Next, we analyzed the interaction between U2AF35 and SF2/ASF by FRET acceptor photobleaching. HeLa cells were cotransfected with ECFP-U2AF35 and EYFP-SF2/ASF and the donor intensities were monitored before and after photobleaching of the acceptor to calculate a FRET efficiency for this interaction. FRET between ECFP-U2AF35 and EYFP-SF2/ASF was observed and this interaction was not prevented by DRB treatment (Fig. 3 B). Importantly, this interaction was specific because little or no FRET was observed either between U2AF35 and U1 70K or upon cotransfection with EYFP_NLS (Fig. 3 B).
The interaction between U2AF35 and SF2/ASF occurs predominantly in speckles
The intracellular distribution of the interactions between EGFP-U2AF35 and mCherry-SF2/ASF was mapped using FLIM-FRET. Cotransfection of EGFP-U2AF35 and mCherry-SF2/ASF resulted in a reduction of the mean donor fluorescence lifetime. The pseudocolored images depicting the FRET efficiencies in continuous color demonstrated that mCherry-SF2/ASF interacts with EGFP-U2AF35 in a similar pattern to that observed for its interaction with EGFP-U1 70K (Fig. 4 A). Indeed, although a significant FRET signal was observed in the nucleoplasm (Fig. 4 A, arrows), the strongest regions of FRET were observed locally in speckles (Fig. 4 A, arrowheads). These observations were confirmed when the FRET efficiencies were averaged over a population of cells (Fig. 4 B). By calculating the FRET amplitude percentage (see Materials and methods), we also found that the concentration of EGFP-U2AF35 proteins interacting with mCherry-SF2/ASF is much higher inside the nuclear speckles (∼80%) than in the nucleoplasm (∼50%) in untreated cells (Fig. 4 A, middle, FRET amplitude %).
Upon inhibition of transcription with DRB, α-amanitin, or Actinomycin D (Fig. S4), the FRET efficiency between EGFP-U2AF35 and mCherry-SF2/ASF measured in nuclear speckles by FLIM was not significantly affected (Fig. 4 A, bottom, arrowheads). In contrast, a decrease of FRET was observed in the nucleoplasmic compartment surrounding the speckles after inhibition of the transcription (Fig. 4 A, bottom, arrows; Fig. 4 B, P = 0.047). Furthermore, the fraction of EGFP-U2AF35 interacting with mCherry-SF2/ASF and present in the nucleoplasm after treatment was significantly reduced (∼20%).
Several SR proteins interact with U1 70K and U2AF35
In vitro experiments have previously shown that both SF2/ASF and SC35 are capable of interacting with U1 70K and U2AF35 (Wu and Maniatis, 1993). We have extended these observations to show that both SC35 and SRp20 interact with U1 70K and U2AF35 in live HeLa cells. The FRET efficiencies obtained from the acceptor photobleaching analysis of these interactions are shown in Fig. 5 A. We also found that DRB does not reduce the FRET efficiencies for the interaction of SC35 with U1 70K or U2AF35.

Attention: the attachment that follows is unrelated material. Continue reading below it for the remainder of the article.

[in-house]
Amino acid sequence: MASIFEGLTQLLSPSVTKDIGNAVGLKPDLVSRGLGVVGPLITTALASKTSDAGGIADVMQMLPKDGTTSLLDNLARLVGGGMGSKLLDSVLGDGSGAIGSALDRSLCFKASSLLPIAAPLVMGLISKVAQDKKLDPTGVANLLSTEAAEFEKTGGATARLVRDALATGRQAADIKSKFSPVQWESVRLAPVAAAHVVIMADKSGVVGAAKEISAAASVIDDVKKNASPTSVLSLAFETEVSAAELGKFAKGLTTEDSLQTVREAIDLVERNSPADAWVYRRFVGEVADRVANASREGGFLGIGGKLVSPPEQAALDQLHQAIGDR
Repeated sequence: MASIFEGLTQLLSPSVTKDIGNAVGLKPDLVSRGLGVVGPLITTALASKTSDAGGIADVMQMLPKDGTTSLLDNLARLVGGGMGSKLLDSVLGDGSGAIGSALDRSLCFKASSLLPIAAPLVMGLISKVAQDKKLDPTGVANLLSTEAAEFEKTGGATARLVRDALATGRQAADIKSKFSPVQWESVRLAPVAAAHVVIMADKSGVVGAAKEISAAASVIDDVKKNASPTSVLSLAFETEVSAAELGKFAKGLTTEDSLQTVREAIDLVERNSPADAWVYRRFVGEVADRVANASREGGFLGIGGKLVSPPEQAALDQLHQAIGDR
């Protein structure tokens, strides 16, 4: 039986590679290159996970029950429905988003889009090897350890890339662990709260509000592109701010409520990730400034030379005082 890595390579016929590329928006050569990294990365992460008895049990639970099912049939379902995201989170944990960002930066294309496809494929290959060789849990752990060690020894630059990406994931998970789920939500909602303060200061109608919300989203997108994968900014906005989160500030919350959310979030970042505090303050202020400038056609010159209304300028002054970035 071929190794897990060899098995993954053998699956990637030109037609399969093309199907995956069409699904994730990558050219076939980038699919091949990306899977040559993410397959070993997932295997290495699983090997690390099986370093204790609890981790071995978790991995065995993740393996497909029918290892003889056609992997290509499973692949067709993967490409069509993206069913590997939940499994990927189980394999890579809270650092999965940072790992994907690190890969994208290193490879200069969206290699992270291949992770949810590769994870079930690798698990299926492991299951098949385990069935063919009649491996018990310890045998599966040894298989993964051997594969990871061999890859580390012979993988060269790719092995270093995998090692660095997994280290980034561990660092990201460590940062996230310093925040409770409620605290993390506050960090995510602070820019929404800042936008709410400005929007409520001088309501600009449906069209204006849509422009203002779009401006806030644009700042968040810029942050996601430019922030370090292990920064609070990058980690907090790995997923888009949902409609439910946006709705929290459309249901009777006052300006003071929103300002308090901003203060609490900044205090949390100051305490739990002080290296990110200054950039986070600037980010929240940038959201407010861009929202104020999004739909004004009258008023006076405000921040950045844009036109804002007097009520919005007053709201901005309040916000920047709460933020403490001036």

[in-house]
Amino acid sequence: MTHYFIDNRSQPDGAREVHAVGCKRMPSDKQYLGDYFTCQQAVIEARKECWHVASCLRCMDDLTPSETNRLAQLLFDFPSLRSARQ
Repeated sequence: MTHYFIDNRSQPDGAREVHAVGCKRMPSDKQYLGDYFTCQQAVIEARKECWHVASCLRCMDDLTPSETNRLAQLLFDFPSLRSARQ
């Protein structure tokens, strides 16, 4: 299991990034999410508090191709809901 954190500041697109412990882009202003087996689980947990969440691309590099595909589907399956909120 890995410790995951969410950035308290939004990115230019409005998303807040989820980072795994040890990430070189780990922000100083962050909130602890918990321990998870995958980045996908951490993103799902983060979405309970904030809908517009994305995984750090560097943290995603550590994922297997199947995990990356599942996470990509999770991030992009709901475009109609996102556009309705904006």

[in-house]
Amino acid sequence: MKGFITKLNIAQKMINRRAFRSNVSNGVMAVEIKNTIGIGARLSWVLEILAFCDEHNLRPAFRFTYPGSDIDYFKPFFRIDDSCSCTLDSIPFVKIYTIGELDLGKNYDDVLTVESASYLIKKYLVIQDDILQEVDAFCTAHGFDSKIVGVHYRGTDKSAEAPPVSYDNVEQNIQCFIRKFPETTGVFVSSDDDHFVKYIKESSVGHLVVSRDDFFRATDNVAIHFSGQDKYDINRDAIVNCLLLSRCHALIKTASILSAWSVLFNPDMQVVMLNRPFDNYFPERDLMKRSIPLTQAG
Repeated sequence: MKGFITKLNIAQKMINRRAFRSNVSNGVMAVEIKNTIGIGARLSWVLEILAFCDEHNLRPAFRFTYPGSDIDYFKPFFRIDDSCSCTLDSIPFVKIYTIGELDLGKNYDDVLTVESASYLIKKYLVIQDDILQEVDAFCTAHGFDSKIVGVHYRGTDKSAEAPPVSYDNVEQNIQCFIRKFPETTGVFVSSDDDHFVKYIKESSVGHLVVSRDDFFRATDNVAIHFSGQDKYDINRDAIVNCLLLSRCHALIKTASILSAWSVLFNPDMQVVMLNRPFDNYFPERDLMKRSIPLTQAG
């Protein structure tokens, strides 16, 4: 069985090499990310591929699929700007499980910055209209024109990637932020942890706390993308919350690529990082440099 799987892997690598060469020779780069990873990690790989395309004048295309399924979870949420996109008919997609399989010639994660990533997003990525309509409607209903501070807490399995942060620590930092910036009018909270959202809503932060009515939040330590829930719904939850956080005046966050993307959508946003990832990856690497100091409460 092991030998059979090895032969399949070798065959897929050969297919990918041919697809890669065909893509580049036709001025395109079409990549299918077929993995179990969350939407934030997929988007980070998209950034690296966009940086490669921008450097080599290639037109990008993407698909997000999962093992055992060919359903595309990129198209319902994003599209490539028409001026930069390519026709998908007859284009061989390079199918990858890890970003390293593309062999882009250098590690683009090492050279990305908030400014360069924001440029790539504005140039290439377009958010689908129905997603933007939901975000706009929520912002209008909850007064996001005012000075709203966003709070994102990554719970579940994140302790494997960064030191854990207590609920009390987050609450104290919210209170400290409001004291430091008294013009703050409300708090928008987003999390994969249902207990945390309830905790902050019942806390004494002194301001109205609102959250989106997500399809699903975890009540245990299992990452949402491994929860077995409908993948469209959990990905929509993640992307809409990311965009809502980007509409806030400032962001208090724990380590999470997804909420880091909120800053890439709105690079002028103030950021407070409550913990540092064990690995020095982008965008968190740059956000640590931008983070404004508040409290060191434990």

FLIM-FRET was used to map the protein–protein interaction sites of mCherry-SC35 with EGFP-U1 70K and EGFP-U2AF35. We observed that the highest FRET efficiencies do not correspond only with regions of speckles, as was the case with SF2/ASF, but are instead also observed in areas of the nucleoplasm adjacent to the nuclear speckles (Fig. 5 B, middle, arrowheads). Interestingly, these areas where the strongest FRET is taking place are not identical to the regions showing the highest population of EGFP-U1 70K interacting with mCherry-SF2/ASF (Fig. 5 B, middle, FRET amplitude %), but likely represent a subpopulation of proteins involved in these interactions. A similar pattern was observed upon treatment with DRB, making it unlikely that these regions of high FRET correspond to major sites of ongoing transcription and splicing.
HCC1 interacts with both U2AF35 and U2AF65
HCC1 is an SR-related protein that is highly similar to U2AF65, although its possible role in constitutive splicing is unclear (Dowhan et al., 2005). We previously found that HCC1 interacts with the second step splicing factor SRrp53 (Cazalla et al., 2005). It has been proposed that HCC1 interacts with components at the 3′ splice site, possibly replacing U2AF65 at the polypyrimidine tract and forming a U2AF-like complex with U2AF35. Moreover, several factors related to U2AF35 have been characterized in mammalian cells, suggesting the existence of multiple U2AF-like complexes (Tronchere et al., 1997; Shepard et al., 2002).
We have characterized the protein interaction partners of HCC1 by Co-IP experiments and subsequently by FRET microscopy. First, EGFP-U2AF35 was shown to be capable of pulling down T7-tagged HCC1.4 in Co-IP assays performed in 293T cells (Fig. 6 A). The hypothesis that HCC1 may form an alternative U2AF-like complex with U2AF35 was challenged by the observation that HCC1 can pull down both U2AF35 and U2AF65 in Co-IP assays (Fig. 6, A and B). Furthermore, this interaction addressed by Co-IP remains after Rnase treatment (Fig. 6, A [lanes 3 and 4] and B [lanes 2 and 4]).These data suggest that HCC1 interacts with the U2AF heterodimer in an RNA-independent manner, although it is still possible that HCC1-U2AF35 and HCC1-U2AF65 complexes exist within the cell.